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It was well said by Henry Clay, in the above-mentioned report on the public lands, that "the relations between the General Government and the Members of the Confederacy are happily those of peace, friendship, and fraternity, and exclude all idea of force and war." Therefore, if arms and violence were resorted to on your part, you must not say that you do it in order to enforce upon the seceding States the laws of the Union; nor that you act by powers given you by the Articles of Confederation or by the Constitution. There are no such laws; nor does either of these instruments give you any such power.
But, if you wish those States to reenter the Union, we think you have no other means but to get their consent for it. This consent, we suppose, you might possibly obtain, if, having been the aggressors, and being in the wrong, you confess it publicly, as public have been the injuries you have offered to the South. Renouncing, at the same time, your political faith in regard to abolition or restriction of slavery, and any interference with it in States or Territory, you should profess to leave that matter exclusively to those who are the only concerned in it.
If the North has courage enough to make such a confession and profession, it will be more honorable to her than her past opposition to the South might have been disgraceful. Besides, it will go a great way toward soothing the wounded feelings of the South, because it looks like a retraction, and begging pardon; which, if honestly meant (and, under the circumstances, you could not but honestly mean it), is most effectual to pacify the injured party and bring about a reconciliation. This we ardently wish for, and earnestly recommend. Nor could it take place but to the great advantage of all, and to the brighter shining of the stars of the Union. And, after the North has done this, if the slaveholding States persist in remaining separate, or wish for separation, we may have something to say to the South also.
BOST.-" Durus est hic sermo:" it were well matters
could be settled by compromise. This was tried two years ago, when many good citizens, both within and out of Congress, did frequently meet in bodies under different names, and were at work, endeavoring to hit on some means capable to restore a good understanding between the parties, and save the Union. It did not succeed then, but it might at last. One, perhaps the less impracticable, mode of effecting a reconciliation, and thus giving peace and plenty to the country, seemed to be the dividing the area of the United States' Territory into two parts, by drawing a line on a certain point, which neither the South may pass with her slaves, on the one side, nor the North with her freesoilers, on the other. It might be regarded as a permanent bar fixed there by the common consent of the parties, excluding, as it were, Slavery from one side of the line, Free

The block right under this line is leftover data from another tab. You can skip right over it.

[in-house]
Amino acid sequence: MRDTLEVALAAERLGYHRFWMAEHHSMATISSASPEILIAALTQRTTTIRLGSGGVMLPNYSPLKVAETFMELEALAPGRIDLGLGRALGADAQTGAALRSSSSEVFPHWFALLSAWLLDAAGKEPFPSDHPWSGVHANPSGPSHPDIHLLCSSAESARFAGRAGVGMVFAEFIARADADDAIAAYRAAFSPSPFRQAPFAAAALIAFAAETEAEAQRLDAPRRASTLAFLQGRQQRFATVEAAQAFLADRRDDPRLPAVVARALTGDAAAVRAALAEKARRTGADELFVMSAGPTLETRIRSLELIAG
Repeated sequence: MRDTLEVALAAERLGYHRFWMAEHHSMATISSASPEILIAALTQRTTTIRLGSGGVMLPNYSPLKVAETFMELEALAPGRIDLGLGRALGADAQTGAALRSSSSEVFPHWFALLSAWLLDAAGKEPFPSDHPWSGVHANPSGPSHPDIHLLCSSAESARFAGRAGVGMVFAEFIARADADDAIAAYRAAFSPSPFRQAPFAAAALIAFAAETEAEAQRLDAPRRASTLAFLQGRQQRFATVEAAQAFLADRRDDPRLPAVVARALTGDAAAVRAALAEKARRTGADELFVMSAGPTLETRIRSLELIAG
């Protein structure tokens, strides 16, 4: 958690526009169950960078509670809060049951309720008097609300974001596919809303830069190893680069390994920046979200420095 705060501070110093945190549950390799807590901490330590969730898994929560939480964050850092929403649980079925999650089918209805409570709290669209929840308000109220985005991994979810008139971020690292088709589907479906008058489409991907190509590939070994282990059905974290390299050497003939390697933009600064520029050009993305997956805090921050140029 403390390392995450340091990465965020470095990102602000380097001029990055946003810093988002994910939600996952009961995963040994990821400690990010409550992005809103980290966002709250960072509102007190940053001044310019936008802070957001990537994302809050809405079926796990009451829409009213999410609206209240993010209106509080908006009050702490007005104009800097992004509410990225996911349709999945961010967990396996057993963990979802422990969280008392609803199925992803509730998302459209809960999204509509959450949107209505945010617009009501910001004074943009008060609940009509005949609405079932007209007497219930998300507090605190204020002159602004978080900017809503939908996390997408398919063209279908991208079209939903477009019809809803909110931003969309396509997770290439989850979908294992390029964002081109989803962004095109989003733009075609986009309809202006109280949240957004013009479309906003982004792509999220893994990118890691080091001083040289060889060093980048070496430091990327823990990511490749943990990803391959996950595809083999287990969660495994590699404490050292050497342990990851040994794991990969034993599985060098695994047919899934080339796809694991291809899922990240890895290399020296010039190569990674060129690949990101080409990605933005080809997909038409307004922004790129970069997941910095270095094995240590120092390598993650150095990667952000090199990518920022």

dom from the other.
WASH.-This description would represent the Union as sitting astride upon that line with one foot free, the other in fetters! What difference, or advantage do you find in such an arrangement for either party? As if, by relegating Slavery into the extreme corners of this continent, you could imagine you had driven her out of the Union! She would still be in the Union; since both sides of the line belong to the confederacy, and are occupied by States who live under her laws, as sisters, so to say, who dwell under the same roof: for the Constitution covers all.
In the reports and plans digested for this adjustment, which were successively presented in different aspects, and modified, there was said that Slavery was to be " recognised south of thirty-six degrees thirty minutes." This looks like an old line; which, if it has been found to be of no use when new, we do not think could do any service now. But this recognition of Slavery in the United States goes further than we went, and is more than we would do. We allowed Slavery, because it was here existing since many generations, and we did no more by it than secure to the slaveholder in the Union those rights which he was
already possessed of out of it. As to the rest, we did not even mention slaves nor Slavery; and much less did we recognise it in the United States. We would not recognise Slavery in Turkey.
Even at the time when I was yet President, there was in our political parties a propensity of characterizing themselves by geographical discriminations, "Northern and Southern-Atlantic and Western:" and in my Farewell Address I warned the people to beware of the danger that might threaten the Union from such sectional demarcations. My second successor in the Presidency, beside others, has expressed in stronger language the same views and predictions in his letters; and the same conclusion shall any thinking man arrive at from the same premises.